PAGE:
More Than 'Giving Mommy A Break': Thoughts From A Stay-At-Home Dad
The thing I worried most about before my son was born was how a man without a father could become a caregiver to an infant.
And I wouldn’t say that question was easy to resolve, but when he arrived and I held him, I knew right away that I wanted to stay home and raise him. I quit my full-time job and became his primary caregiver.
So I’m a parent now, but I’m still a very social guy, and it’s important to me that my son meets people. We go to play groups and sing-a-longs, but mostly we like to walk around and visit people we know. On these same walks, my son and I have also encountered folks who don’t know us. And man, have they said some crazy, painful, off-the-wall stuff.
What you need to know is I’m a tall, broad-shouldered black man in Vermont.
Apparently, these qualities combined with a tiny infant strapped to my belly — me kissing him, singing to him, dancing with him and watching every tiny movement — doesn’t compute for quite a few middle-aged, white, Vermont women.
The feedback has been constant from day one.
Everywhere I go and interact with new people, it ranges from mundane and silly to heartbreaking and cruel. I hear, “you’re so gentle with him, I can’t believe it…" "You’re giving mommy a break.”
These are the silly comments. Of course I’m gentle with him; he was just born and he’s mine. I’m not just spending time with him; I’m not just babysitting. Fatherhood requires me to be present for him at all times.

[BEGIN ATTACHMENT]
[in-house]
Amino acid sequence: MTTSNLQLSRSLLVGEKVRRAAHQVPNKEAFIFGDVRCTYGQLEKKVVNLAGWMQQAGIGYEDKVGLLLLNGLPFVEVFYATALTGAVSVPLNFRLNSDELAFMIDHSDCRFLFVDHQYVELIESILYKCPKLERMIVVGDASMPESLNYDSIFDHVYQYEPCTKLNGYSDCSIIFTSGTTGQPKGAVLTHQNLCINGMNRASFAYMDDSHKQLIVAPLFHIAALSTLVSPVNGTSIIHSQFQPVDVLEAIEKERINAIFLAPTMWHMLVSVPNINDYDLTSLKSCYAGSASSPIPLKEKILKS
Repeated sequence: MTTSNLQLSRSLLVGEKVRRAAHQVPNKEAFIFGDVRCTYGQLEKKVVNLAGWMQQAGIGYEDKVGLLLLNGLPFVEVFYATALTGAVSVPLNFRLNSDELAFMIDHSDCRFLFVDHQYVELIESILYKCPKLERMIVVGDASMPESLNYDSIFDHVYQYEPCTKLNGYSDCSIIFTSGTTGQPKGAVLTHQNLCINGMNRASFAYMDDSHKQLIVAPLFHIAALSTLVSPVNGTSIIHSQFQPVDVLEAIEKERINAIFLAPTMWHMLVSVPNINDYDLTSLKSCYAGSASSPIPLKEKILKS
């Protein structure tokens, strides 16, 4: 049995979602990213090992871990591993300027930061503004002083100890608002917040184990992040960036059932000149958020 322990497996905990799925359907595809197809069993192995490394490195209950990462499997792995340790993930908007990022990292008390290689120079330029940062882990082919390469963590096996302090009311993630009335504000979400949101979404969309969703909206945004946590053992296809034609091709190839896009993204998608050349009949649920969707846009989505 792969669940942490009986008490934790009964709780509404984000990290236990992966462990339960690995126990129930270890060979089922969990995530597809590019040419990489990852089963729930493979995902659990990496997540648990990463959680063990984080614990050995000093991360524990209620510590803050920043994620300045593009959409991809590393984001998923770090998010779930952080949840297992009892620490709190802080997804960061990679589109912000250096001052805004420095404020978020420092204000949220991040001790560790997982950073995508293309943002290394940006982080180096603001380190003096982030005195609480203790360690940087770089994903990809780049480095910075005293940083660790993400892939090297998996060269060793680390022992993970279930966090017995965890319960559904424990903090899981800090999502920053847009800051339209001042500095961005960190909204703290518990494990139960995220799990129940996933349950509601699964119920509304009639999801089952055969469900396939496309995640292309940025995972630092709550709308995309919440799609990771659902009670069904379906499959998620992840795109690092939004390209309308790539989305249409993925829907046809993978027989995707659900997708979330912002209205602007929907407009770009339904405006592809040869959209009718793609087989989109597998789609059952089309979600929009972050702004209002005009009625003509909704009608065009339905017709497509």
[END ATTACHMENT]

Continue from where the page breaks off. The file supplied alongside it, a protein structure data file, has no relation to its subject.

Of course, race comes into play. I get questions from “Were you a professional football player?” to “Were you in prison for felony murder?” and even, “Are you going to knock me down and take something from me?”
All this while I’m holding, diapering, feeding and loving my son.
The hardest part is that they’re assuming I’m my father: an absent, angry, disloyal, unkind, violent father.
And that’s just the point — society is conditioned to believe that fathers are not caregivers and that black men are not good fathers.
So the answer to the question about how a man without a father becomes a caregiver to his infant son is simple: I just do everything he didn’t do — and nothing that he did.
Marlon Fisher is a U.S. Army veteran, comedian and stay-at home dad in Burlington.